In the land of moose and islands
From deep in the south to high in the north: following his visit to South Africa last weekend, the Chief Apostle will stop off in Sweden this coming weekend, a country that can easily compete with Philippine archipelago.
The Swedes are easy-going
“The Swedes are very easy-going, which is quickly summarised in two sentences: “Det ordna sig!” which translates as: “Everything will be fine!” and “Tar det lugnt!” which means “Take it easy!” Dieter Krause explains. He is a Priest and the congregational rector in Malmö (Sweden). The Swedish psyche is calm and quiet, a special characteristic of people who live in the North. And they are extremely polite and avoid a categorical no, for fear of offending their conversation partner.
Sweden is vast: it extends some 1,600 kilometres from south to north. It is 500 kilometres wide. Only ten million people live here and on some of its 221,000 islands. This country on the Arctic Circle has 30 times more islands than the Philippines.
The membership in the four congregations is 439. They are looked after by 24 ministers. Malmö has 42 members, the congregation in Växjö 62, the congregation in Gothenburg has 99 members, and the congregation in Stockholm 236 members.
A history that goes back 120 years
The New Apostolic Church was established in Sweden quite some time ago. “In 1897 Bernhard Wiesel moved from Leipzig (Germany) to Stockholm and founded the congregation there. That same year, Chief Apostle Friedrich Krebs ordained him an Evangelist. The congregation grew to 60 members in the first fifteen years. After World War One and World War Two many German brothers and sisters fled Germany and headed north. This is how congregations in Gothenburg and Malmö came to be established. Later, congregations were founded in the cities of Växjö, Vänersborg, Borås, Södertälje, and Älmhult,” the rector says. Unfortunately, the number of practising Christians is declining, as in many other parts of Europe.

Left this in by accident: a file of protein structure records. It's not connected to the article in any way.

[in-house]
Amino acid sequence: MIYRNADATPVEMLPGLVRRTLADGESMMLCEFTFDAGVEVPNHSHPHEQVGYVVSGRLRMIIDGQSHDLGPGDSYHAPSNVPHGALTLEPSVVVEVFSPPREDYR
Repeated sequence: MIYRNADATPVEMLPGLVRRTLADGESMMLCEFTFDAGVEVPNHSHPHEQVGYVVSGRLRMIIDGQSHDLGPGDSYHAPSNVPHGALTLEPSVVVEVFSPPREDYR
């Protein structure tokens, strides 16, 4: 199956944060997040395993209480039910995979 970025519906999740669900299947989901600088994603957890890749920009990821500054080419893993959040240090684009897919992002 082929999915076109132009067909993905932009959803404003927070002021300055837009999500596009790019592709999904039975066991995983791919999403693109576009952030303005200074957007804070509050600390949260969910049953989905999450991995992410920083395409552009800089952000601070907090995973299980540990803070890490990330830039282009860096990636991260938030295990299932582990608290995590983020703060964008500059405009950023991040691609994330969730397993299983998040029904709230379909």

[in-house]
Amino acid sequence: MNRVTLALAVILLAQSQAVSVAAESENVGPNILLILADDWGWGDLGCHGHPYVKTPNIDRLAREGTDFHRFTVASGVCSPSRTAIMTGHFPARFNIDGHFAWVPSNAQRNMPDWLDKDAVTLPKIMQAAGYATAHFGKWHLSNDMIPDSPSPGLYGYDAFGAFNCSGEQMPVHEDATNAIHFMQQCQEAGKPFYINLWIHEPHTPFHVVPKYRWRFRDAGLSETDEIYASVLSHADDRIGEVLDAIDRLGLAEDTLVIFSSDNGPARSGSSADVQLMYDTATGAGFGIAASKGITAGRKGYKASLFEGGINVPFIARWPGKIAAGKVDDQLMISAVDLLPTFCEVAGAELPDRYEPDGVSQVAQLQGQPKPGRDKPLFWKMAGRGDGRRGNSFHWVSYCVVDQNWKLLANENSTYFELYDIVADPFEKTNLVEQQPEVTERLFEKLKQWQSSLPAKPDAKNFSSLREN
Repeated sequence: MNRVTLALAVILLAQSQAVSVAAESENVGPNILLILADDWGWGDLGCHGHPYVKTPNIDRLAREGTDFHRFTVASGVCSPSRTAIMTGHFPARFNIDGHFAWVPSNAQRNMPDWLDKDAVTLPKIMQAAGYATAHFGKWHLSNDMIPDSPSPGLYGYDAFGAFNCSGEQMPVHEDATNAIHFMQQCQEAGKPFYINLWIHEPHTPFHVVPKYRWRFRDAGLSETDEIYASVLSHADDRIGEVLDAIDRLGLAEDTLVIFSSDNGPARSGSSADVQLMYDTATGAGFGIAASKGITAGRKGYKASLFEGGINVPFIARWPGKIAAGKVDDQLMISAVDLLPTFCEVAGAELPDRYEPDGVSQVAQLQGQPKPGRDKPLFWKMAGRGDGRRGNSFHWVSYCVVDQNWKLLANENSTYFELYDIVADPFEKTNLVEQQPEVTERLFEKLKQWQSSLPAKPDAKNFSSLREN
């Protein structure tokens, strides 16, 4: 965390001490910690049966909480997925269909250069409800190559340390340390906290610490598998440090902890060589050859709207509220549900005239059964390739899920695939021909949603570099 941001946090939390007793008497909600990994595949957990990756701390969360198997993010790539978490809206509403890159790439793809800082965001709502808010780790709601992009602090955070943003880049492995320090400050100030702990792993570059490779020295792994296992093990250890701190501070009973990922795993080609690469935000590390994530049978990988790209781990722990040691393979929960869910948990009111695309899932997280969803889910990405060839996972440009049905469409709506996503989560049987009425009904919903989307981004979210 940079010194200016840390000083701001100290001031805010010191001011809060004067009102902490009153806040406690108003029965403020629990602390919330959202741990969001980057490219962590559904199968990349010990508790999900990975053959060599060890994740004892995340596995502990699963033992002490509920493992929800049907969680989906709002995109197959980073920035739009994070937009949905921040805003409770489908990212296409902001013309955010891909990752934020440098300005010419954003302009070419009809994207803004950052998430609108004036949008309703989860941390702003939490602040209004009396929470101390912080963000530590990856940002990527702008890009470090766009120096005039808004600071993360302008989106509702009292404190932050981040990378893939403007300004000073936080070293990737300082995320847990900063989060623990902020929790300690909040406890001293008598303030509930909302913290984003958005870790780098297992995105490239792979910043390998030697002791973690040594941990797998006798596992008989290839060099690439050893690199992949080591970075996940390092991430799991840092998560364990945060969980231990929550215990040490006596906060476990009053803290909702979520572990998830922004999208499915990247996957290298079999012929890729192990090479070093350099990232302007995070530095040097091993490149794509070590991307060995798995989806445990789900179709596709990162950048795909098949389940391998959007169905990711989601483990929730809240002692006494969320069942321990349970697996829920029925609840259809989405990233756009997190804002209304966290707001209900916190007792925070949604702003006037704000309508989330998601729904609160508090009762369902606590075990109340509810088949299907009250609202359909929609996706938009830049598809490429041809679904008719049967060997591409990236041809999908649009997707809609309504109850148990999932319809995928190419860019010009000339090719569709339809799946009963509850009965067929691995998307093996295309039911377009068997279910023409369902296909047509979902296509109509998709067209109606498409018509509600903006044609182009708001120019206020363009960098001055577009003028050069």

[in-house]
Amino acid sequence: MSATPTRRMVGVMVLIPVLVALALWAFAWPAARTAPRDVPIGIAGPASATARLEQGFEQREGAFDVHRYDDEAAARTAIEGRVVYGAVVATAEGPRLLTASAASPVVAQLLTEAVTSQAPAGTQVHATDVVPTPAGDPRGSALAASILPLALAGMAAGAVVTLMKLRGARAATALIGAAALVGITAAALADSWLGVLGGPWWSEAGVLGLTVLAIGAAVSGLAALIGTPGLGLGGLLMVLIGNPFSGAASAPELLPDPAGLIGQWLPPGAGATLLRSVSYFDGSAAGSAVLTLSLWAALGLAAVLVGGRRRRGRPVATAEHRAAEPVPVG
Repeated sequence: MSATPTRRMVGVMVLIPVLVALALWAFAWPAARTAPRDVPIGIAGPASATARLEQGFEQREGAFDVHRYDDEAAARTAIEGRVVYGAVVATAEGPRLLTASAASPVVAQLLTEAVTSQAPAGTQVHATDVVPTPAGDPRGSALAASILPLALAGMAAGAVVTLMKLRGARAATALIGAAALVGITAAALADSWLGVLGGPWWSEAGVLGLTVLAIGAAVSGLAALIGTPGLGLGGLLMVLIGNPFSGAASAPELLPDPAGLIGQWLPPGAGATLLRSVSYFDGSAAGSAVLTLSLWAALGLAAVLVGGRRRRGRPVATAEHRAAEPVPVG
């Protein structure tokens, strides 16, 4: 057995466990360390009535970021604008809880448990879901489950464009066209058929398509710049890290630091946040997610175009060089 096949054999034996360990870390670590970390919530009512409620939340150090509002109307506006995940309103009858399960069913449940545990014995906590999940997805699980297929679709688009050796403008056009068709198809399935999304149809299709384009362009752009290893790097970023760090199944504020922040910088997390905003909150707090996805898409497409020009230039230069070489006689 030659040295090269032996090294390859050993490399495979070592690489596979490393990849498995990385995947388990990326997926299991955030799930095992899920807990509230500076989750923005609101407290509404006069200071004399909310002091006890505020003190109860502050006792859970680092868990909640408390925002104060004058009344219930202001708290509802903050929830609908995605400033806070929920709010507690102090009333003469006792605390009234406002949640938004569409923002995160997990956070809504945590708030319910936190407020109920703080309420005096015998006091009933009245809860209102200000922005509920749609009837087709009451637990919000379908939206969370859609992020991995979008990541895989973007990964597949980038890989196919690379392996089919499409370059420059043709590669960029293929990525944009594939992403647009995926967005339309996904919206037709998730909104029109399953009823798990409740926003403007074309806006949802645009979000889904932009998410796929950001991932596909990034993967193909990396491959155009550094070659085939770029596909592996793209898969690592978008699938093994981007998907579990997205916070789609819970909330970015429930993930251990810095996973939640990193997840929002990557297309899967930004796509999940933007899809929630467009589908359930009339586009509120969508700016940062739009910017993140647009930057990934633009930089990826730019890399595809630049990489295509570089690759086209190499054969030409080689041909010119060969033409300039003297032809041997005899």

Today divine services take place on a regular basis in our churches in Stockholm and Gothenburg, on Sundays and Wednesdays. The congregations in Malmö and Växjö gather for services alternately: one Sunday in Malmö in the Bethlehem Lutheran Church, and the next Sunday in Växjö in a hotel. “And in Nattavaara, north of the Arctic Circle, there is a sister who lives there with her husband and three children. In the winter months, however, services take place irregularly,” Priest Krause says. “And since District Evangelist Bernd Rauser from Germany moved to Umeå with his wife for professional reasons, devotions and services are being conducted in their home.”
““Det ordna sig!”
This weekend, Chief Apostle Schneider, District Apostle Rüdiger Krause, Apostle Jörg Steinbrenner—who is responsible for the congregations in Sweden—and two guests from Germany, Apostles Franz-Wilhelm Otten and Klaus Katens, will be in Sweden.
It is a good thing that the Chief Apostle announced his visit to Sweden quite a while ago. You can drop in on a Swede any time, except on three days of the year: Midsummer (21 June), the start of the moose hunting season (which varies by region), and the finale of the Eurovision Song Contest.” The finale is taking place this coming weekend, just when Chief Apostle Schneider will be in Stockholm. But the members are fine with it, and are really looking forward to the Chief Apostle’s visit.